If you are planning on sewing on a patch, this is the time, the amp and speaker mounted to the back will make it difficult later.
Positioning the speaker and the amp will be largely up to you. I suggest keeping the speaker centered for the best personal sound balance, but you might want to do it differently.
Once you have selected a position, just hot glue it into place, toque wool is pretty thick, and once it is sewed back up it won't have all that much room to move anyways.
I used my patch to get a rough idea where to put things, I could have positioned the button better, but it works fine, so I guess it will do.
Just glue in your components, leaving your battery wire and your media connection wire unglued, as we will be passing these back through the wool so we can access them from the outside of the hat. Glue a small piece of foam over the circuit board, we don't want any little nibs of solder or wire poking us through the fabric liner.
In my case, I was able to stretch the weave of the wool enough to pass my media connector through, but I had to cut a small hole to get the battery connector through. You want to try and position these on opposite sides to help balance the weight. It is not very heavy anyways, but you might notice if it were all to one side.
Before sewing things back up, it is a good idea to make a test. There was a request to see the Instructables Robot`s LED singing visualization enhancement, so here is a video of my test. The button works fine, you can distinctly hear it click once I find it. I was fumbling, watching my own hand in the camera LCD.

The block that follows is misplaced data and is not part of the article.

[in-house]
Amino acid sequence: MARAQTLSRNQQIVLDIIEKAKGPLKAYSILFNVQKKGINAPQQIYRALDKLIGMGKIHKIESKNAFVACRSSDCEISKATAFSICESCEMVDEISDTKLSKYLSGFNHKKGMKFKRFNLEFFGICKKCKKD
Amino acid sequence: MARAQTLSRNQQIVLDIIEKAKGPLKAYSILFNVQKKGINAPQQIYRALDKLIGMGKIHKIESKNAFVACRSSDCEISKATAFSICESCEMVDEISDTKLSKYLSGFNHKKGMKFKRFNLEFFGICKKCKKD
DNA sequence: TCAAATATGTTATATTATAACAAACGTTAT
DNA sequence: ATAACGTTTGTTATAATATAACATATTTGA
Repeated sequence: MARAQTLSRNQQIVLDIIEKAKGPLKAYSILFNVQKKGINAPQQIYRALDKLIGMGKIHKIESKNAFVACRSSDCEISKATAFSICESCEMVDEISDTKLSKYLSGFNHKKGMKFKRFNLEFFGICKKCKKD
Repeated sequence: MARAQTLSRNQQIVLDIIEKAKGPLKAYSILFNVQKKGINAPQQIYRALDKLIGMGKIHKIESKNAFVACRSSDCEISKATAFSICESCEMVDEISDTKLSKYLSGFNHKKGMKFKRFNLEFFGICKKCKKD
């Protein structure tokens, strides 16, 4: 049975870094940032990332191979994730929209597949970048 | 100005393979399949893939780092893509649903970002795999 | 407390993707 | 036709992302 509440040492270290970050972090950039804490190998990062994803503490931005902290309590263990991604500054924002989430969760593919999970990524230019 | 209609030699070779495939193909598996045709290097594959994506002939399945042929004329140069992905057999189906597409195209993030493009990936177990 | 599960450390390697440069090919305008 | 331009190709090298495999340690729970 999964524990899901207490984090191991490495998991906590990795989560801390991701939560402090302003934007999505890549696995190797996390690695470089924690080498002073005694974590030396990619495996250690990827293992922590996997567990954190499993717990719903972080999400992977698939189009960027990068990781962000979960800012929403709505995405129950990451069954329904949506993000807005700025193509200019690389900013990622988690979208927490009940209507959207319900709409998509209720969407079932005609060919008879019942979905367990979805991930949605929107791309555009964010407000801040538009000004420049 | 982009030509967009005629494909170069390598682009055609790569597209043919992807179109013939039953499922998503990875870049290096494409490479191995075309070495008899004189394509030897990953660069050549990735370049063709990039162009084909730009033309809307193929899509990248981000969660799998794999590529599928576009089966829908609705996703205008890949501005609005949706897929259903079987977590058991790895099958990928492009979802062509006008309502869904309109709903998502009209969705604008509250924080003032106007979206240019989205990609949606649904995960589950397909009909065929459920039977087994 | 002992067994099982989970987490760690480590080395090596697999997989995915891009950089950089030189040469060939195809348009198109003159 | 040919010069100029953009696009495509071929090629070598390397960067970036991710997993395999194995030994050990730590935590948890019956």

Step 5: Sew It Back Together
Once you have it sewed back together flip it back to right side out. Plug in a battery and an iPod (or similiar) and test it out. I like to try things along the way.That way I won't find out that it is time to go back a step two steps later. If your test goes well you can start making some compartments. I actually left mine playing while I finished up the sewing. It was already warming me in new ways.
Roll the lip back to it's original position and tack it into position. I tacked mine on either side of the patch to start, as I wanted to make sure that it was lined up there.
Here's a little trick to make a knot when you are tacking something. Do one loop with your needle, and then wrap the thread around the protruding needle a few times before pulling it through.
Once you have that done you can start by sewing up around your battery, creating a little pocket for it. Do the same for your media player. Stretch the fabrib of the toque a litlle when adding the pouch for the media player, just enough to add some extra hold.
There is still some room for some more pockets, I added two. If you decide not to add more, I would still suggest tacking around the back in one or two locations, just to keep the lip rolled up and secure.
Once you have finished sewing your pockets, load it up with a battery and an iPod and start heating up the night with your new and awesome Portable Party Toque!
"This thing is awesome!!" is the general conclusion around here. I am really pleased with this build. I wore it nearly all day today. 'Nuff said.
If I were to do it all over, I might try a smaller speaker, not for the weight, but just for a more streamlined appearance. That aside, I don't think I would do it very different. One of the extra awsome features that is a sort of byproduct is that iPods are warm when they are playing. Not very warm, but today was cold, and I could defiantly feel warmth from the iPod. Nice and unintentional.
I hope you enjoyed this Instructable, and I hope I have inspired you to get to making something zany.
If you make a Portable Party Toque, please post a picture of it.
Share and enjoy.